Exile and death

Farouk I with his wife Narriman and their son Fuad II in exile in Capri, Italy (1953)

Farouk fled Egypt in great haste; his abandoned possessions—including a huge collection of pornography—became an object of curiosity and ridicule.[4] On his exile from Egypt, Farouk settled first in Monaco, and later in Rome, Italy. On 29 April 1958, the United Arab Republic issued rulings revoking the Egyptian citizenship of Farouk.[5] He was granted Monegasque citizenship in 1959 by his close friend Prince Rainier III.[6]

The blue-eyed Farouk was thin early in his reign, but later gained enormous weight. His taste for fine cuisine made him dangerously obese, weighing nearly 300 pounds (136 kg) – an acquaintance described him as "a stomach with a head" He died in the Ile de France restaurant in Rome, Italy on 18 March 1965. He collapsed and died at his dinner table following a characteristically heavy meal.[7] While some claim he was poisoned by Egyptian Intelligence,[8] no official autopsy was conducted on his body. His will stated that his burial place should be in the Al Rifa'i Mosque in Cairo, but the request was denied by the Egyptian government under Gamal Abdel Nasser, and he was going to be buried in Italy. King Faisal of Saudi Arabia stated he would be willing to have King Farouk buried in Saudi Arabia, upon which President Nasser agreed for the former monarch to be buried in Egypt, not in the Mosque of Al Rifai' but in the Ibrahim Pasha Burial Site.[citation needed]

Marriages and affairs

Farouk I with his wife Queen Farida and their first-born daughter Ferial (c. 1939)

In addition to an affair with the British writer and siren Barbara Skelton, among numerous others, Farouk was married twice, with a claim of a third marriage (see below). His first wife was Safinaz Zulficar (1921–1988), the daughter of Youssef Zulficar Pasha. Safinaz was renamed Farida upon her marriage. They were married in 1938, and divorced in 1948, producing three daughters.

Farouk's second wife was a commoner, Narriman Sadek (1934–2005). They were married in 1951, and divorced in 1954, having only one child, the future King Fuad II.

Whilst in exile in Italy, Farouk met Irma Capece Minutolo, an opera singer, who became his companion. In 2005, she claimed that she married the former King in 1957.[1]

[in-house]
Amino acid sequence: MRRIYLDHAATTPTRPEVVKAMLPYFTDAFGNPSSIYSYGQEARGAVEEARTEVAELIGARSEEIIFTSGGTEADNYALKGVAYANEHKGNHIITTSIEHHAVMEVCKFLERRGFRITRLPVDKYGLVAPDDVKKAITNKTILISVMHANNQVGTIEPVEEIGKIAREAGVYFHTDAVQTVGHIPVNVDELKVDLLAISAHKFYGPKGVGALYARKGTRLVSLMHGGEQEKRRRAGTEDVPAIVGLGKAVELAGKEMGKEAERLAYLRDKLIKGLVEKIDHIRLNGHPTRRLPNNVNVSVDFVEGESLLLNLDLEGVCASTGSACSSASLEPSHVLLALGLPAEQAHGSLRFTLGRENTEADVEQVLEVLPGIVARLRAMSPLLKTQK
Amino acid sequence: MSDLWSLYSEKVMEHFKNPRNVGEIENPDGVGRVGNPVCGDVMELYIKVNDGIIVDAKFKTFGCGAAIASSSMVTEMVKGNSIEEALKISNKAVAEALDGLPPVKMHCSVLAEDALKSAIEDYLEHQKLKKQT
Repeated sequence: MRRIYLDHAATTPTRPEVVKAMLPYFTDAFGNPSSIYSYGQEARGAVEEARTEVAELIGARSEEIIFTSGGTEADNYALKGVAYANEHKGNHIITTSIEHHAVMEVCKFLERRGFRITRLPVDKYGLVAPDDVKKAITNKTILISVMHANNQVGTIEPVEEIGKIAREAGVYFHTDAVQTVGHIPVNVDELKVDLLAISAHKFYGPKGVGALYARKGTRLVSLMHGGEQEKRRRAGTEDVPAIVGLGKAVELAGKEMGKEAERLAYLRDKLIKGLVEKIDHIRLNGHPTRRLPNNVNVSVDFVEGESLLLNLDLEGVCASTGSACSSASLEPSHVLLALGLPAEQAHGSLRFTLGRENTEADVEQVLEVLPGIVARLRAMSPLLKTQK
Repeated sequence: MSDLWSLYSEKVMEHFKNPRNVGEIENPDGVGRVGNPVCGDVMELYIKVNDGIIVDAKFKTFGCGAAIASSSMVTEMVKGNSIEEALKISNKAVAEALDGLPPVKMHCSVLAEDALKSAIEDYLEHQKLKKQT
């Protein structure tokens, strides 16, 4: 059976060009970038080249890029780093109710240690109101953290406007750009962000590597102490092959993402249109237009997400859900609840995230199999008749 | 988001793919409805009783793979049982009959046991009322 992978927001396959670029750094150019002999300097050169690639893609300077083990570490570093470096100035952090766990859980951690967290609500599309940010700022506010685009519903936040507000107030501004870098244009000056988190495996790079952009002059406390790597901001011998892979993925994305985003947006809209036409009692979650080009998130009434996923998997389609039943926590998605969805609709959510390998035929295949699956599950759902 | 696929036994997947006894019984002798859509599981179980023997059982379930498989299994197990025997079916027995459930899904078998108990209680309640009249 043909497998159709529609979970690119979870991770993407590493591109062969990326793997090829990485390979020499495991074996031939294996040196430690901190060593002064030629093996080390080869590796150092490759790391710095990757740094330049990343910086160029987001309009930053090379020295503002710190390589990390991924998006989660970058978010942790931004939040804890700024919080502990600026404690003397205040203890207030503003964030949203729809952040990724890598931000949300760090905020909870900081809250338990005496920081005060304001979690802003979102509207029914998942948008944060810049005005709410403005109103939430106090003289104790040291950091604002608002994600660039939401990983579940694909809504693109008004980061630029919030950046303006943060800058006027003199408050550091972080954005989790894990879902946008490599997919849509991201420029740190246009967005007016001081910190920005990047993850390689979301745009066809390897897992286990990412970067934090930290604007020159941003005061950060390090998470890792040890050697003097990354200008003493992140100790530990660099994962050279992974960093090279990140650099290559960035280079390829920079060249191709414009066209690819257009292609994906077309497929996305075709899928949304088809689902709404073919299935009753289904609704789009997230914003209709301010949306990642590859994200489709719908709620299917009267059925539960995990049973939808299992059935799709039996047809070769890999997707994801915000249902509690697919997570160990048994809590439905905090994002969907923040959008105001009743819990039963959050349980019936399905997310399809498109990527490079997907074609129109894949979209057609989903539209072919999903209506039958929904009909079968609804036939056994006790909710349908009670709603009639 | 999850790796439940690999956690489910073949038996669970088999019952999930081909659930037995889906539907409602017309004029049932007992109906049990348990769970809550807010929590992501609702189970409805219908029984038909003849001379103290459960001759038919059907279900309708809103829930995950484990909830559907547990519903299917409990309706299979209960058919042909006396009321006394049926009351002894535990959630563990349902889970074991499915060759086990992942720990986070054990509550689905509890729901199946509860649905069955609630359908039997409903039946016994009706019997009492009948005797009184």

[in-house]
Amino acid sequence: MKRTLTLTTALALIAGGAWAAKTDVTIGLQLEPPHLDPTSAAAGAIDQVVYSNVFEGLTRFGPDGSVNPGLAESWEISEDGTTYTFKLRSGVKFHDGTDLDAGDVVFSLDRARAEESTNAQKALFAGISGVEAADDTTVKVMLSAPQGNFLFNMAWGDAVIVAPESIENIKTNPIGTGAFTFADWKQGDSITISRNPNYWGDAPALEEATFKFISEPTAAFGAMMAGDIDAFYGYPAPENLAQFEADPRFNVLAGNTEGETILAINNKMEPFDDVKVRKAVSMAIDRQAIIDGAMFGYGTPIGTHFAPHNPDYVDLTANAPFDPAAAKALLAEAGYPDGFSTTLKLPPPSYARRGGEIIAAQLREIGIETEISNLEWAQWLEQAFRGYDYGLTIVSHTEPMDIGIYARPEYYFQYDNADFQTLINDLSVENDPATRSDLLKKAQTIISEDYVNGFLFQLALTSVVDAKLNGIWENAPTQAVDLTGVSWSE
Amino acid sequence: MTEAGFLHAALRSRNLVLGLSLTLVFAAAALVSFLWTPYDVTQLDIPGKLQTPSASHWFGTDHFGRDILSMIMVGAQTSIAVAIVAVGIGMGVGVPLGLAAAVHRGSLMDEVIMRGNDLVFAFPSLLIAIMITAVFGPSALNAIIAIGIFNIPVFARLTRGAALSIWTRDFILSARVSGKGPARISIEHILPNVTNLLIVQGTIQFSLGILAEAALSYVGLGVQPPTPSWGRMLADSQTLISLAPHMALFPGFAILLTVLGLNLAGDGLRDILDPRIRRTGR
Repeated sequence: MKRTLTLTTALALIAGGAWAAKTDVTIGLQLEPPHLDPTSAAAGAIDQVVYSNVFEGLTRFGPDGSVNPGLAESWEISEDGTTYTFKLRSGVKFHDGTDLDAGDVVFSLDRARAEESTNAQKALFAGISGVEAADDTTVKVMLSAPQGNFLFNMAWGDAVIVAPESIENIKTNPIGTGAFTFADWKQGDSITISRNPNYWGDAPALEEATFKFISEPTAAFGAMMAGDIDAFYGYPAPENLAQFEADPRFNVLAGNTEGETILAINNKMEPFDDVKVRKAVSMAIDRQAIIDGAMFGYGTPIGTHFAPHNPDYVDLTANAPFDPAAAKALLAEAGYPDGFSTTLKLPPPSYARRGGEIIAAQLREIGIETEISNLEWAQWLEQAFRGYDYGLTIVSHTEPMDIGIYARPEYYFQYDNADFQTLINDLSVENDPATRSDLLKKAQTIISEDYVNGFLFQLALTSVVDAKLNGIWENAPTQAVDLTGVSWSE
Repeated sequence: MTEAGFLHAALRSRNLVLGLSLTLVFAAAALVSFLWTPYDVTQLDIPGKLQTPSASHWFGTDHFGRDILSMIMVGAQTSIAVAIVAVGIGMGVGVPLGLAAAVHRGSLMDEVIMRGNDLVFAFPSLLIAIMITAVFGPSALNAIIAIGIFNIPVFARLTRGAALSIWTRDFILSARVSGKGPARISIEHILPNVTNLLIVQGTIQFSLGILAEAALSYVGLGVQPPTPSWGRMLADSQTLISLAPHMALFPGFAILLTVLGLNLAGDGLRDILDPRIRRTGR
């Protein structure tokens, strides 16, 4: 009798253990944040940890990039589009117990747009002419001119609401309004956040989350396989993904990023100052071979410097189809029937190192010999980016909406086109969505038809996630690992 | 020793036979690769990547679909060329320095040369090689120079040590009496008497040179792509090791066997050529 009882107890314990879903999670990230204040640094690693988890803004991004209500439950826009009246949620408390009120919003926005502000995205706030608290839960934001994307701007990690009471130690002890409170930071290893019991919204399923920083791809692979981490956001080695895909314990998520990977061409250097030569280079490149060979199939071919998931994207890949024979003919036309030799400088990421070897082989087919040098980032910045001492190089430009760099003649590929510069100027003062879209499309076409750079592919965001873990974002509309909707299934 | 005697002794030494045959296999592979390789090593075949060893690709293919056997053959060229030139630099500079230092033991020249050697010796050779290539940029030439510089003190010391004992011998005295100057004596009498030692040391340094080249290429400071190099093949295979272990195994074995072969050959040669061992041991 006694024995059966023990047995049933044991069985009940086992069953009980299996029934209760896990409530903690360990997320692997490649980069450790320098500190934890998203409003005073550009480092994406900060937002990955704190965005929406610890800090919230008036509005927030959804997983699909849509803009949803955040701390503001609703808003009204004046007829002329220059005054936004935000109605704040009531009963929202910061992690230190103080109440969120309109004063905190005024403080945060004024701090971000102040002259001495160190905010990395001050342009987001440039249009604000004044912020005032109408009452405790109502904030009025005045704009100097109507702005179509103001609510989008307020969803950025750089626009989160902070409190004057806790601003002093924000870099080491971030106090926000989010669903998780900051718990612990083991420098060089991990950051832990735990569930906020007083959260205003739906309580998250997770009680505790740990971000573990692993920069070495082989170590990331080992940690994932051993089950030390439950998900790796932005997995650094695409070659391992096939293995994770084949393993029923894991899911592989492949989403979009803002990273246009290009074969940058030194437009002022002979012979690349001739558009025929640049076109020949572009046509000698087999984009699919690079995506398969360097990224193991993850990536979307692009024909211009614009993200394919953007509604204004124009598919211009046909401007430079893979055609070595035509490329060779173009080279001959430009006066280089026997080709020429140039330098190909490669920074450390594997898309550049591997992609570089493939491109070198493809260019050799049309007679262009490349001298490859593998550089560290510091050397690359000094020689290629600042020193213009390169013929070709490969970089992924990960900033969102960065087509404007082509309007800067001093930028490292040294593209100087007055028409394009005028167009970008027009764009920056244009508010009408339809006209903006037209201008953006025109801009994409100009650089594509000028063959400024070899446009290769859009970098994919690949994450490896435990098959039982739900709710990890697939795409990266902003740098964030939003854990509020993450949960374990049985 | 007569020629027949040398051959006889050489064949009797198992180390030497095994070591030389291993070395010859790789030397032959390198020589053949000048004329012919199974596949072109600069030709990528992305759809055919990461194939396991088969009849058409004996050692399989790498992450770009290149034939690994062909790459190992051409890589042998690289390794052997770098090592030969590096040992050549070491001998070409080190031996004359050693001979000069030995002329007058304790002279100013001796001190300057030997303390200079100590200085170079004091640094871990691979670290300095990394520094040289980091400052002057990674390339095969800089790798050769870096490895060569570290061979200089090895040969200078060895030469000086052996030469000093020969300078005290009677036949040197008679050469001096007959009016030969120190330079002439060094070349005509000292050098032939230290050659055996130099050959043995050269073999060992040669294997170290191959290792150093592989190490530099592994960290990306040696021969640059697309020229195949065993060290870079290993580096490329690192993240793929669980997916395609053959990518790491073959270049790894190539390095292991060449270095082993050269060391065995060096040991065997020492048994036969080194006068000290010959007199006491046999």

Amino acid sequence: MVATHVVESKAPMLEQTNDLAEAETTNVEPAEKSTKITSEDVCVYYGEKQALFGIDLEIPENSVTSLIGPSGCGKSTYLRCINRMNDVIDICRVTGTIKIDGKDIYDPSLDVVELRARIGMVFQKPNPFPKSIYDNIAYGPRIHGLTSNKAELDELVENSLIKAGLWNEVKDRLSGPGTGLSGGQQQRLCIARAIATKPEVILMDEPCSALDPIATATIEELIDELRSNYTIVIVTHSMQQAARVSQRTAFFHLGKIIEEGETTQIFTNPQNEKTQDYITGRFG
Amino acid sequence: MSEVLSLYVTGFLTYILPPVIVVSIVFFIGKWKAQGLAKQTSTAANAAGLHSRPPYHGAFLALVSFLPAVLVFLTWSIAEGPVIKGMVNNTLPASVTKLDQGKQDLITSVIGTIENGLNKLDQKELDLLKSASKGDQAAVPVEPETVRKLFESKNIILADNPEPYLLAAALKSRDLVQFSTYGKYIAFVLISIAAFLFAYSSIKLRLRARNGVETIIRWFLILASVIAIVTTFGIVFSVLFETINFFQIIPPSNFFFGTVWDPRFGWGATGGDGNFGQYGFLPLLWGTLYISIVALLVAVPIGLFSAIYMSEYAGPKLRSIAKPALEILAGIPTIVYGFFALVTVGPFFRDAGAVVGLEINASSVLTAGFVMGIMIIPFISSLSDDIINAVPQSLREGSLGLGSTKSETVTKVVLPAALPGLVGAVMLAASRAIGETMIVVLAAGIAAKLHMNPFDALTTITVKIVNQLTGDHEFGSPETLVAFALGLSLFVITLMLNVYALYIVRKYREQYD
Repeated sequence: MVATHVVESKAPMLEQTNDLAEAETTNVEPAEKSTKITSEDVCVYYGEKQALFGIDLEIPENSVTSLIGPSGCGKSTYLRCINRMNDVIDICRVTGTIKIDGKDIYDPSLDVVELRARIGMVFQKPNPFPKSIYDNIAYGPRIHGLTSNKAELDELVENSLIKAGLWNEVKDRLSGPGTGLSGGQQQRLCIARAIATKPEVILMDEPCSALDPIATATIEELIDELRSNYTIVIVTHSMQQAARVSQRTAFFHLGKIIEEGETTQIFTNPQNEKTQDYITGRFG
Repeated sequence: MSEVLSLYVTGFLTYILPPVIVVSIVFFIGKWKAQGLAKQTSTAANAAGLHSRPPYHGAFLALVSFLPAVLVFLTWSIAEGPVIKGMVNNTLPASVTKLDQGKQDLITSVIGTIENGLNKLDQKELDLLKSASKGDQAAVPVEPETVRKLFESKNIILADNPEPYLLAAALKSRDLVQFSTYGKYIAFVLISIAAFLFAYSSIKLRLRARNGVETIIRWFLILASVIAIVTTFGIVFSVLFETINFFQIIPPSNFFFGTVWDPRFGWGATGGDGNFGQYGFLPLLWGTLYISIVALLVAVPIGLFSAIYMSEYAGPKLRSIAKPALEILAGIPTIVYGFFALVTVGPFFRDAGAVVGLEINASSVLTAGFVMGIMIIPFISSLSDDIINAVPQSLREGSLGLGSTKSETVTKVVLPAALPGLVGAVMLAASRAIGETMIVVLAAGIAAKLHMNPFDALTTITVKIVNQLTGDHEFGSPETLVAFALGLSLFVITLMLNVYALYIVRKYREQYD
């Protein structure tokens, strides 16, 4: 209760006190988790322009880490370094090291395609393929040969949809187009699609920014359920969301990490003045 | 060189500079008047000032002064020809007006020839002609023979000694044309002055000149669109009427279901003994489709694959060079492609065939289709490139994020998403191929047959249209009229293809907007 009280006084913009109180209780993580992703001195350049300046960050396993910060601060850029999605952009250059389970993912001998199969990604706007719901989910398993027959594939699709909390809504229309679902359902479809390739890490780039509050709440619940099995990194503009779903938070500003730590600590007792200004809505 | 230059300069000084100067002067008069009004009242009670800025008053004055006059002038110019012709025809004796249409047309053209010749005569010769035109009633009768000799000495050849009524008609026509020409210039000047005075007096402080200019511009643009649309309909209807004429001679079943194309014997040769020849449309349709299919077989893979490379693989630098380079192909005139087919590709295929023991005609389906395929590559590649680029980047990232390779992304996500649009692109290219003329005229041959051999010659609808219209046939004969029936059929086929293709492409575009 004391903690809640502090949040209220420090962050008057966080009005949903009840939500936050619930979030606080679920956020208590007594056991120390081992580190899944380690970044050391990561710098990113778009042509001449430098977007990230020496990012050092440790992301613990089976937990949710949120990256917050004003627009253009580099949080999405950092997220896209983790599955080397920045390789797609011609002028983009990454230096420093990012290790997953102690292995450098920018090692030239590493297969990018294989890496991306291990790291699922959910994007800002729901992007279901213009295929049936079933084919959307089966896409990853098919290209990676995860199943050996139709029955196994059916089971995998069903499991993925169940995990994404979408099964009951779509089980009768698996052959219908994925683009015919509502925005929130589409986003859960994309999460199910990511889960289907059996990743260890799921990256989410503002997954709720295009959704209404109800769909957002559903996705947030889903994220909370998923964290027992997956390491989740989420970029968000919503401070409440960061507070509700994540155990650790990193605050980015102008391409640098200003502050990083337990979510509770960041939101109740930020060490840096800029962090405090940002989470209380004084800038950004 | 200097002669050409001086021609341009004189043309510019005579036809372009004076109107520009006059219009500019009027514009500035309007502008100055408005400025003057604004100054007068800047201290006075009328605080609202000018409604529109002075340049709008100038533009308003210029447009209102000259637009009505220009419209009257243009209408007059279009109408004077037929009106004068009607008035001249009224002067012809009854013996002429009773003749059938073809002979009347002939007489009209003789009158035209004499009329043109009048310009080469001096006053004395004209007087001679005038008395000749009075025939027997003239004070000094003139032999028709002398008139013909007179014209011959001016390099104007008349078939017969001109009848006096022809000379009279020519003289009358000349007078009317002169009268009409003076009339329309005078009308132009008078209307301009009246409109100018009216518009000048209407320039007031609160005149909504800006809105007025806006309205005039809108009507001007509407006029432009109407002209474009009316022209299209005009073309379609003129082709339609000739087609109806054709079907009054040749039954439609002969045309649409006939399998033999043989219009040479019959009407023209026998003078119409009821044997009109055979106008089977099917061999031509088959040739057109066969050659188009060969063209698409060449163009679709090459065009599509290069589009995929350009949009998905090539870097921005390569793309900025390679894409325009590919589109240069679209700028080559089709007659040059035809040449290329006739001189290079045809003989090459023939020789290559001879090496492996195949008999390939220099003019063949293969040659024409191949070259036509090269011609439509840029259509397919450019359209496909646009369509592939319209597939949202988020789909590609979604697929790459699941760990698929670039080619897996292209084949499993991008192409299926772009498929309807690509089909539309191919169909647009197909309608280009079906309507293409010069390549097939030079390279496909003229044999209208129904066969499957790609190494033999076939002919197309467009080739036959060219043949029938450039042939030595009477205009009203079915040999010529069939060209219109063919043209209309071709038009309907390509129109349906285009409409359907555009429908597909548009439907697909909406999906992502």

Children

  • Farial (1938–2009)
  • Fawzia (1940–2005)
  • Fadia (1943–2002)
  • Fuad II (born in 1952)
  • Liala Grand Duchess of Alexandria (born in 1957)[9]

Style

The ostentatious king's name is used to describe the bad imitation Louis XV-style furniture known as "Louis-Farouk". The imperial French style furniture became fashionable among Egypt's upper classes during Farouk's reign so Egyptian artisans began to mass-produce it. The style uses ornate carving, is heavily gilded, and covered in very elaborate cloth[10].

See also

References

General
Specific
  1. ^ Whiteman, Marjorie Millace; Hackworth, Green Haywood (1963) (snippet view). Digest of International Law. Vol. 2. United States Department of State. p. 64. OCLC 79506166. http://books.google.com/books?id=vVIMAQAAIAAJ&q=%22King+of+Egypt+and+the+Sudan%22#search_anchor. Retrieved 2010-02-26. "The Egyptian Parliament amended the Constitution by Law 176 of October 16, 1951, to provide that the title of the King should be "King of Egypt and the Sudan" instead of "King of Egypt, Sovereign of Nubia, Sudan, Kordofan, and Darfur"." 
  2. ^ Rizk, Yunan Labib (28 July – 3 August 2005). "Crowning moment". Al-Ahram Weekly (753). http://weekly.ahram.org.eg/2005/753/chrncls.htm. Retrieved 2010-02-25. 
  3. ^ Al-Ahram Weekly
  4. ^ Foreign News: A King's Home Time, Sept. 8, 1952.
  5. ^ Halsey, William Darrach; Friedman, Emanuel (1983). "Faruk I" (snippet view). Collier's Encyclopedia with Bibliography and Index. Vol. 9. New York: Macmillan Educational Co. p. 574. OCLC 9355858. http://books.google.co.uk/books?client=firefox-a&id=8LwJAAAAIAAJ&q=revoking+citizenship#search_anchor. Retrieved 2010-02-25. 
  6. ^ "Monaco Makes Farouk Citizen". Deseret News 351 (107): p. A3. 5 May 1959. http://news.google.com/newspapers?id=W0EwAAAAIBAJ&sjid=XkgDAAAAIBAJ&pg=7062,742551. Retrieved 2010-02-25. 
  7. ^ Time: "Egypt: A Tale of Two Autocrats", Mar. 26, 1965
  8. ^ Farouk of Egypt. Accessed 2010.02.26.
  9. ^ H.I.R.H Liala Princess of Egypt
  10. ^ Burke, C: Lee Miller, a life, page 151. University of Chicago Press, 2005

Bibliography

  • Ashraf Pahlavi "Faces in a Mirror", Englewood Cliffs: Prentice-Hall, Inc., 1980
  • McLeave, Hugh The Last Pharaoh : Farouk of Egypt, New York : McCall Pub. Co., 1970, 1969 ISBN 0841500207.
  • New King, Old Trouble, Time Magazine, Monday, May 11, 1936.
  • Sadat, Jehan "A Woman of Egypt", New York: Simon and Schuster, 1987 ISBN 0671540713
  • Stadiem, William Too Rich: The High Life and Tragic Death of King Farouk, New York: Carroll & Graf Pub, 1991 ISBN 0881846295
Farouk of Egypt
Born: 11 February 1920 Died: 18 March 1965
Regnal titles
Preceded by
Fuad I
King of Egypt
Sovereign of Nubia, the Sudan, Kordofan and Darfur

1936–1951
Name of title changed by
Law 176 of 16 October 1951
New title
Name of title changed by
Law 176 of 16 October 1951
King of Egypt and the Sudan
1951–1952
Succeeded by
Fuad II
Egyptian royalty
Vacant
British Protectorate
Title last held by
Prince Muhammad Abdel Moneim
Heir to the Throne
as heir apparent
1922–1936
Succeeded by
Prince Muhammad Ali Tawfiq
New title Prince of the Sa'id
1933–1936
Vacant
Title next held by
Ahmad Fuad, Prince of the Sa'id
later became King Fuad II